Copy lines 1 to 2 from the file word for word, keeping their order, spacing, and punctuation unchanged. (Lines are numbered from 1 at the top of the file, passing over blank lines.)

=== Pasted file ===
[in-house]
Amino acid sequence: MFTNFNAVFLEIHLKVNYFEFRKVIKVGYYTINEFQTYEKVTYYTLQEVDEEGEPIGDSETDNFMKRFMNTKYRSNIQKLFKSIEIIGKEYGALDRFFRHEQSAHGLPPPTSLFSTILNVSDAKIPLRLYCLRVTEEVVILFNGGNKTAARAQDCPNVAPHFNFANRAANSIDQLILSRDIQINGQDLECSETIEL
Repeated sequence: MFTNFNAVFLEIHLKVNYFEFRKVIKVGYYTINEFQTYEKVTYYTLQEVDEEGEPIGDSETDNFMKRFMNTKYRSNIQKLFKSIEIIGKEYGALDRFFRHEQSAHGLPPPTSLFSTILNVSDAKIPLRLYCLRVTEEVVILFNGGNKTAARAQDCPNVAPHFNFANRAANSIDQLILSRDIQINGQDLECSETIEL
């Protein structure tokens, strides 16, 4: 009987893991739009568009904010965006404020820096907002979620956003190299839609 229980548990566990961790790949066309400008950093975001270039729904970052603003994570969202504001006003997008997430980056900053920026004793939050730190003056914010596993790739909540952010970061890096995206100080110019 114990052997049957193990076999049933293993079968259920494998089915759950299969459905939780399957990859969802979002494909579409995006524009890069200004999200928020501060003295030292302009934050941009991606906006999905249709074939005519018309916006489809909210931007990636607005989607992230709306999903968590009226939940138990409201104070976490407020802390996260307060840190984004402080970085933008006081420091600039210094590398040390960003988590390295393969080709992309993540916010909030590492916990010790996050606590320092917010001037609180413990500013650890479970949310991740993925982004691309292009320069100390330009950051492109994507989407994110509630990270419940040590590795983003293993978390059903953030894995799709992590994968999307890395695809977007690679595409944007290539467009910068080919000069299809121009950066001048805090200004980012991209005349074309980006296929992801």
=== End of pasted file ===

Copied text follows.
[in-house]
Amino acid sequence: MFTNFNAVFLEIHLKVNYFEFRKVIKVGYYTINEFQTYEKVTYYTLQEVDEEGEPIGDSETDNFMKRFMNTKYRSNIQKLFKSIEIIGKEYGALDRFFRHEQSAHGLPPPTSLFSTILNVSDAKIPLRLYCLRVTEEVVILFNGGNKTAARAQDCPNVAPHFNFANRAANSIDQLILSRDIQINGQDLECSETIEL